Warning over aerosol climate fix from Vienna

MikeC

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I haven't seen any chemtrail believers talking about this yet - usually they are all over any actual geo-enginering science like a rash as soon as anything is published - reported in the BBC today :


Prof Ken Caldeira, of Stanford University, presented research at a major conference on the climate risks and impacts of geoengineering.
These techniques have been hailed by some as a quick fix for climate change.
But the impacts of geoengineering on oceans, the water cycle and land environments are hotly debated.
They have been discussed at a meeting this week of 12,000 scientists in Vienna.
Researchers are familiar with the global cooling effects of volcanic eruptions, seen both historically and even back into the deep past of the rock record.
With this in mind, some here at the European Geosciences Union General Assembly have been discussing the possible worldwide consequences of pumping sulphate aerosols into the stratosphere to attempt to reflect sunlight back into space and cool the planet.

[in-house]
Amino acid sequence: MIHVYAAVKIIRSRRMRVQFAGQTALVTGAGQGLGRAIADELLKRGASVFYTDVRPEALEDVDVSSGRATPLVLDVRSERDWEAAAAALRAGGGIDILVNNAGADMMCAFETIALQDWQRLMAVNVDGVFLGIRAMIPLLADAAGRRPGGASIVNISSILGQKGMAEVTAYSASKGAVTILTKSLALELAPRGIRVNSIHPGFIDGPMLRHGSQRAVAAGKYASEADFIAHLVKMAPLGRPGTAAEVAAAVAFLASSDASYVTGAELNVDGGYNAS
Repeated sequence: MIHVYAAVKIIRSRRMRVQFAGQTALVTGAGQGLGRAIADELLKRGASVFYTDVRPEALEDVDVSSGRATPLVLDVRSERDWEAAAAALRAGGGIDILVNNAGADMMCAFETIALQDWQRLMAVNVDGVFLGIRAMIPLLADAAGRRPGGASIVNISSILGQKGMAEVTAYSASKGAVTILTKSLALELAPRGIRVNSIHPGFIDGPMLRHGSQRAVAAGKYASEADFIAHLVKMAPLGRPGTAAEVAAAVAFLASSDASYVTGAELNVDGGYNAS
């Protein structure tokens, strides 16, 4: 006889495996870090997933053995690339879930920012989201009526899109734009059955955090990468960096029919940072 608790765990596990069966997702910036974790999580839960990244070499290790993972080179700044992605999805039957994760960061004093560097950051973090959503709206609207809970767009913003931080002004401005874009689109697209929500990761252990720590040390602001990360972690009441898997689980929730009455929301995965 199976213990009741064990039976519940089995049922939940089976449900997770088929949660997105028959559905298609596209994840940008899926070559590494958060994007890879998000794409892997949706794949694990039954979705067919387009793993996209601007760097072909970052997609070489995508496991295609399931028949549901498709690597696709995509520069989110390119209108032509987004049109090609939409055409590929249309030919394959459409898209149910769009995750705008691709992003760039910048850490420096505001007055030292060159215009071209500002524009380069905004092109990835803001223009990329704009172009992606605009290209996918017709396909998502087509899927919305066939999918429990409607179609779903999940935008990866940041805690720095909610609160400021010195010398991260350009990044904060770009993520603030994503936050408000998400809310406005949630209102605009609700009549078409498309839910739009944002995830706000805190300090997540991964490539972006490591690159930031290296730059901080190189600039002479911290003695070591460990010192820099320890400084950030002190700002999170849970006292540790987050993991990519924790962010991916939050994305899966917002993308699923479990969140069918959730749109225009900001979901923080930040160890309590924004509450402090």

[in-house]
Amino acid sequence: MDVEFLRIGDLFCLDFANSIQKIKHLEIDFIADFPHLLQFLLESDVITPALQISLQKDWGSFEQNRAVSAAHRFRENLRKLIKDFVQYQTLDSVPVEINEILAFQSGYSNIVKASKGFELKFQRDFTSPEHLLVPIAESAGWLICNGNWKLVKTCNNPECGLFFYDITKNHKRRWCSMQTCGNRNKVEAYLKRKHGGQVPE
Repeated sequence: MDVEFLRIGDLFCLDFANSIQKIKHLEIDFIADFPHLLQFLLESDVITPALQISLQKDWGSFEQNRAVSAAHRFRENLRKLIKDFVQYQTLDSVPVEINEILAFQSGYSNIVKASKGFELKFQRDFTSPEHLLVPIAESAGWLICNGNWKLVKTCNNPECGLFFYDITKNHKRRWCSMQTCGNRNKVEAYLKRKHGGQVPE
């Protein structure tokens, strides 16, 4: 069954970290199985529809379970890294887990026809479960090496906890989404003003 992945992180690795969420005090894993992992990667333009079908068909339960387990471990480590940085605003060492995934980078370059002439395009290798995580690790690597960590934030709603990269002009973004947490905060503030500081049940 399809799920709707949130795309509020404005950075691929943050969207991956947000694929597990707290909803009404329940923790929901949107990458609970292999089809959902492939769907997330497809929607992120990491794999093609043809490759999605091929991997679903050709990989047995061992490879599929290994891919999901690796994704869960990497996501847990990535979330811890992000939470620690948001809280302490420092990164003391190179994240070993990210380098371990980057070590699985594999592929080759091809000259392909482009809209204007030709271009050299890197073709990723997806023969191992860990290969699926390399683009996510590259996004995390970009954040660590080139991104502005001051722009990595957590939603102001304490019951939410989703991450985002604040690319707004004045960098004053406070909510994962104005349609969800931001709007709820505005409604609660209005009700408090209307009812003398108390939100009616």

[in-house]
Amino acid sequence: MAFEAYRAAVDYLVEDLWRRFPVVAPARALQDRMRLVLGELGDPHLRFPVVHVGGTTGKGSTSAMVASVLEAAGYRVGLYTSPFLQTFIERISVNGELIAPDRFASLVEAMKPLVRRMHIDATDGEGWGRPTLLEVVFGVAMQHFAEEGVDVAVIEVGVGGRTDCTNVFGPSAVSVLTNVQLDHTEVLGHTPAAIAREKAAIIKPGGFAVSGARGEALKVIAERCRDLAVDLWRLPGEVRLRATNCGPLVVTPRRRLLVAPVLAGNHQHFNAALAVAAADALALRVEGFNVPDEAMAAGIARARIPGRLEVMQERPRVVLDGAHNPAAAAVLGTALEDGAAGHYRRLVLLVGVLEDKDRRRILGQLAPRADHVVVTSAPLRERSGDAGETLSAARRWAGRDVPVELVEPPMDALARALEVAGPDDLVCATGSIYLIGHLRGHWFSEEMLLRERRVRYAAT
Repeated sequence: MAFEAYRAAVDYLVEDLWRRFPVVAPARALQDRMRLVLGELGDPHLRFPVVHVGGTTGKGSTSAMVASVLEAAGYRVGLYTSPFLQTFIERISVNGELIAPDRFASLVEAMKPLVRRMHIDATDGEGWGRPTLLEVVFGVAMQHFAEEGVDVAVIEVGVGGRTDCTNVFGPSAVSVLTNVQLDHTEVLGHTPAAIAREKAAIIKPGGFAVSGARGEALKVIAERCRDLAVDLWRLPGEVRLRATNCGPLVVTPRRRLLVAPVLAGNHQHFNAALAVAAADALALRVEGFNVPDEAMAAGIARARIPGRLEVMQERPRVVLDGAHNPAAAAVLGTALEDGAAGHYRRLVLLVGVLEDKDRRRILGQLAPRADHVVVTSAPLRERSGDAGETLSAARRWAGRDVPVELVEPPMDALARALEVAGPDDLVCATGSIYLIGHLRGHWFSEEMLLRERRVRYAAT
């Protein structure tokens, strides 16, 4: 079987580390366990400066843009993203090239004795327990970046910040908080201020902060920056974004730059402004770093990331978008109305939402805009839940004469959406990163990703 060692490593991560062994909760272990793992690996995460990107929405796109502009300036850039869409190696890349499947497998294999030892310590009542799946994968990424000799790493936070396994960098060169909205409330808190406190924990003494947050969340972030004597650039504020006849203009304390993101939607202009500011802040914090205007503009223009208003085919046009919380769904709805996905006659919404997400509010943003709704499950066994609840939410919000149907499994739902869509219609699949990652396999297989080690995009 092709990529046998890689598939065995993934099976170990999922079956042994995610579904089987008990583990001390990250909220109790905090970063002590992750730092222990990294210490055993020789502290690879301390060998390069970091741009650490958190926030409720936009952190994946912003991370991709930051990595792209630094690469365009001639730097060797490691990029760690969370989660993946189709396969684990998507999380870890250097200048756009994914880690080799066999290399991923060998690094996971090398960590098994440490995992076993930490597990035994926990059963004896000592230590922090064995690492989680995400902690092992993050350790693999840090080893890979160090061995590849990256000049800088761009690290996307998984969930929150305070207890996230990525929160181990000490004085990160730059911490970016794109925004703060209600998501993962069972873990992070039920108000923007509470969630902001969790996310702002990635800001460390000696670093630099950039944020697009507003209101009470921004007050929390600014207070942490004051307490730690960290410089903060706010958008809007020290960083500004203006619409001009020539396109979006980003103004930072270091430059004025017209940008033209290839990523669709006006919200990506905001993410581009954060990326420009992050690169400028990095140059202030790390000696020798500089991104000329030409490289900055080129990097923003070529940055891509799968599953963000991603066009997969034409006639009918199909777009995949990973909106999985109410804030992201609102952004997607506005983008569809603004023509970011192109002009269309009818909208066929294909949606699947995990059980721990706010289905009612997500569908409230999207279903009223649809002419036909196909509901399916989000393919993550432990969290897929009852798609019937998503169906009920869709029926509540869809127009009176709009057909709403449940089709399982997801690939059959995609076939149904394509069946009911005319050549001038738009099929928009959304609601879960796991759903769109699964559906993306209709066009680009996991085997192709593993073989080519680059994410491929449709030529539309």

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As per most research the conclusions are pretty much that you don't want to be doing geo-engineering bacuase hte results are a bit unpredictable and might last a lot longer than you want:


"Deploying solar radiation management methods would lead to a completely new climate state with enhanced greenhouse effect and reduced solar radiation," said Korhonen, adding: "There are great uncertainties, related especially to the regional climate impacts of solar radiation management."
Commenting on the results, Helene Muri, of the University of Oslo, said: "These modelling experiments have highlighted the new risks associated with solar radiation management. The safest option is, of course, to reduce greenhouse gas emissions and aim for a more sustainable way of living and managing the planet."
It is not at all obvious what the other consequences of global geoengineering approaches might be. For example, Patrick Applegate from Pennsylvania State University, reported that solar radiation management may yet fail to prevent sea-level rise from melting ice sheets, which respond on much longer time scales than the temperature effects of solar shielding.
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